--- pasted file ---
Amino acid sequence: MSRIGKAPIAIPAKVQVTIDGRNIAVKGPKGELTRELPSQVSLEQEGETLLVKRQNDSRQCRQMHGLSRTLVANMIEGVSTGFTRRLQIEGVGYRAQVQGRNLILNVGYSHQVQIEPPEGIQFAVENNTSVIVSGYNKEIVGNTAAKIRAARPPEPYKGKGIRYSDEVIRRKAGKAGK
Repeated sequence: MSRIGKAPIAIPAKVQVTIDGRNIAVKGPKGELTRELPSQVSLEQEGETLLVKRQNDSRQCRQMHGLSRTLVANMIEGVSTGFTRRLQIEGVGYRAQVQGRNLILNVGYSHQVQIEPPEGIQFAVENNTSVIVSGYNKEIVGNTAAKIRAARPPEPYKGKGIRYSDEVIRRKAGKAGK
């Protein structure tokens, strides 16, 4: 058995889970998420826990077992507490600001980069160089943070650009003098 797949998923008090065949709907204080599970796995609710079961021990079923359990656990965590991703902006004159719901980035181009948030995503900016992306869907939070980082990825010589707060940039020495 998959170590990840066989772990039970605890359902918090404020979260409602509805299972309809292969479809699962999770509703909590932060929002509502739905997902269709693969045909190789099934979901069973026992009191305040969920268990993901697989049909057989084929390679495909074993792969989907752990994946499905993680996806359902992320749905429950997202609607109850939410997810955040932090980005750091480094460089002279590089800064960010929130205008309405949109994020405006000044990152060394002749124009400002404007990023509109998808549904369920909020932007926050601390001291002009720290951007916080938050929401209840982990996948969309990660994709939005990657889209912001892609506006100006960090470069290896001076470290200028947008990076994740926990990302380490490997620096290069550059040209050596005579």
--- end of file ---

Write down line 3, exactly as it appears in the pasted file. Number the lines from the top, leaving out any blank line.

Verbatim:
């Protein structure tokens, strides 16, 4: 058995889970998420826990077992507490600001980069160089943070650009003098 797949998923008090065949709907204080599970796995609710079961021990079923359990656990965590991703902006004159719901980035181009948030995503900016992306869907939070980082990825010589707060940039020495 998959170590990840066989772990039970605890359902918090404020979260409602509805299972309809292969479809699962999770509703909590932060929002509502739905997902269709693969045909190789099934979901069973026992009191305040969920268990993901697989049909057989084929390679495909074993792969989907752990994946499905993680996806359902992320749905429950997202609607109850939410997810955040932090980005750091480094460089002279590089800064960010929130205008309405949109994020405006000044990152060394002749124009400002404007990023509109998808549904369920909020932007926050601390001291002009720290951007916080938050929401209840982990996948969309990660994709939005990657889209912001892609506006100006960090470069290896001076470290200028947008990076994740926990990302380490490997620096290069550059040209050596005579």